The pre-runoff polls was conducted last July 9-14 with a sample size of 1,204 and a ± 2.8% margin of error.
WASHINGTON – While populism is rising across the world, Japan has so far been immune to it. There is no Japanese equivalent to French politician Marine Le Pen, U.S. President Donald Trump or Philippine President Rodrigo Duterte. This, however, seems to be changing after the Upper House election on July 21, in which a new left-wing, anti-establishment party made big strides. What is happening to Japan’s “firewall against populism”?
Scholars attribute the firewall to the lack of ethnic or economic cleavages that populist leaders can exploit to build an anti-immigration or class-based platform. Despite measures to increase foreign workers, Japan remains a homogeneous nation, with resident foreigners only accounting for 1.76 percent of its population. Japanese society is also egalitarian, without high income inequality as in the United States and elsewhere. And the country has seen a steady economic recovery since Prime Minister Shinzo Abe took office in 2012, with an unemployment rate at historic low 2.3 percent.
Against this backdrop, the Liberal Democratic Party and its coalition partners won almost a supermajority in the Upper House by touting the success of Abe’s economic policies known as Abenomics.
Last Sunday, Servant of the People, the parliamentary party of Ukrainian President Volodymyr Zelenskiy, swept the elections, gaining 254 out of a possible 424 seats. This represents one of the largest parliamentary majorities ever, but with another record low turnout of less than half of potential voters.
This is not surprising, since no left-wing candidates ran, given the past several years of state repression against them, particularly the Communist Party of Ukraine. Another factor is that many more voters are working overseas due to Ukraine’s weak economic situation, even relative to poor Eastern Europe, among whom Ukraine is now the poorest country, with the GDP per capita now lower than Moldova.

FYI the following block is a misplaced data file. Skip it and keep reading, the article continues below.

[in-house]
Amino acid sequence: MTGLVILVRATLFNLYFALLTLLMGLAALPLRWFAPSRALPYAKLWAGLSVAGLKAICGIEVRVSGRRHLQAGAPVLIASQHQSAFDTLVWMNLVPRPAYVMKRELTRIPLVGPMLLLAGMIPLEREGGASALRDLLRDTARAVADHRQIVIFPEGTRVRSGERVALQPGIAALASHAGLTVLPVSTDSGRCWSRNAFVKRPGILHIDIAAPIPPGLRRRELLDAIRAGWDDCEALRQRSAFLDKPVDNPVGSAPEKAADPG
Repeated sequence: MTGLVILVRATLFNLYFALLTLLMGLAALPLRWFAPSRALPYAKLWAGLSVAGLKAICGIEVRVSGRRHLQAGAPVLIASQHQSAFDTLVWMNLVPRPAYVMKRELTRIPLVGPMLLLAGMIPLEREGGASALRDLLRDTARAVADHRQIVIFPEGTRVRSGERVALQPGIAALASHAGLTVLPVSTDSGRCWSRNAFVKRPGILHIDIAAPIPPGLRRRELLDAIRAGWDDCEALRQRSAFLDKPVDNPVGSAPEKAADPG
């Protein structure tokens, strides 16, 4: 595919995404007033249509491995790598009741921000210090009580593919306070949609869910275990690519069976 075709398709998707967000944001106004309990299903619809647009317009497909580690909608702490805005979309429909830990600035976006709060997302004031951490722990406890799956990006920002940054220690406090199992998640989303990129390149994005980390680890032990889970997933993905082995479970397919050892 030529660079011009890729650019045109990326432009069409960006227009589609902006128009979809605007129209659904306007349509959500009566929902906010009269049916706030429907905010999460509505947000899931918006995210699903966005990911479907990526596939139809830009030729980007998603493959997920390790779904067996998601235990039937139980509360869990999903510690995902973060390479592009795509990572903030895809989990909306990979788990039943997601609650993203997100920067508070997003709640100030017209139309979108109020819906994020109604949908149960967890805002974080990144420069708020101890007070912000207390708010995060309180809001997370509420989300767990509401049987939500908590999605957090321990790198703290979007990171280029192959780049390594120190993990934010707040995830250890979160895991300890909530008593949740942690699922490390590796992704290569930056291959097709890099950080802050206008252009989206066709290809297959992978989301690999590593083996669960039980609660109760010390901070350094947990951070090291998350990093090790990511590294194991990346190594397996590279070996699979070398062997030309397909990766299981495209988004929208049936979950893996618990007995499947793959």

Poroshenko’s bloc – renamed after May’s presidential defeat to “European Solidarity”, based on his promise to get Ukrainian closer to EU membership – won only 26 seats from 132 in 2014 (total votes down from 3.4 million to just over 1 million). This again confirms the hatred the Ukrainian people had for his government, as expressed in opinion polls. Even the majorities in his strongholds in the western districts during the presidentials almost all evaporated, although this is still where he got most of his support.
Dave Abuel | ABS-CBN Investigative and Research Group
As the 18th Congress opens, at least 20 political families in the House of Representatives will be sitting together as husbands and wives; parents and children; siblings; cousins; uncles; aunts and in-laws.
The political families who will occupy the most number of seats in the lower chamber are the Suarezes of Quezon and the Dys of Isabela. They have 3 seats each.
Dr. Ronald Mendoza, dean of the Ateneo de Manila School of Government, said having relatives sitting together in Congress may lead to the “rapid erosion” of independence and credibility of Congress.
In Indian politics, there are no strange bedfellows. In the 2014
elections, Mayawati’s Bahujan Samaj Party (BSP) and Akhilesh Yadav’s Samajwadi
Party (SP) were on the opposite side. For 2019, they joined alliance to
challenge the ruling Bharatiya Janata Party (BJP) which controls Saharanpur,
Kairana, Muzaffarnagar, Bijnor, Meerut, Baghpat, Ghaziabad and Gautam Buddh
The SP and BSP is joined by Ajit Singh’s Rashtriya Lok Dal to
contest 78 of 80 Lok Sabha in the first of the seven-phase voting. The first
phase starts April 11, 2019 and will end on May 19, 2019 with the counting of
votes and the declaration of results on May 23.
The Lok Sabha, also known as the House of the People, is the
Lower House of the bicameral Indian Parliament. The members of the Lok Sabha
are elected every five years or until the body is dissolved by the President on
the advice of the council of ministers. The maximum seats allocated by the
Indian Constitution is 552.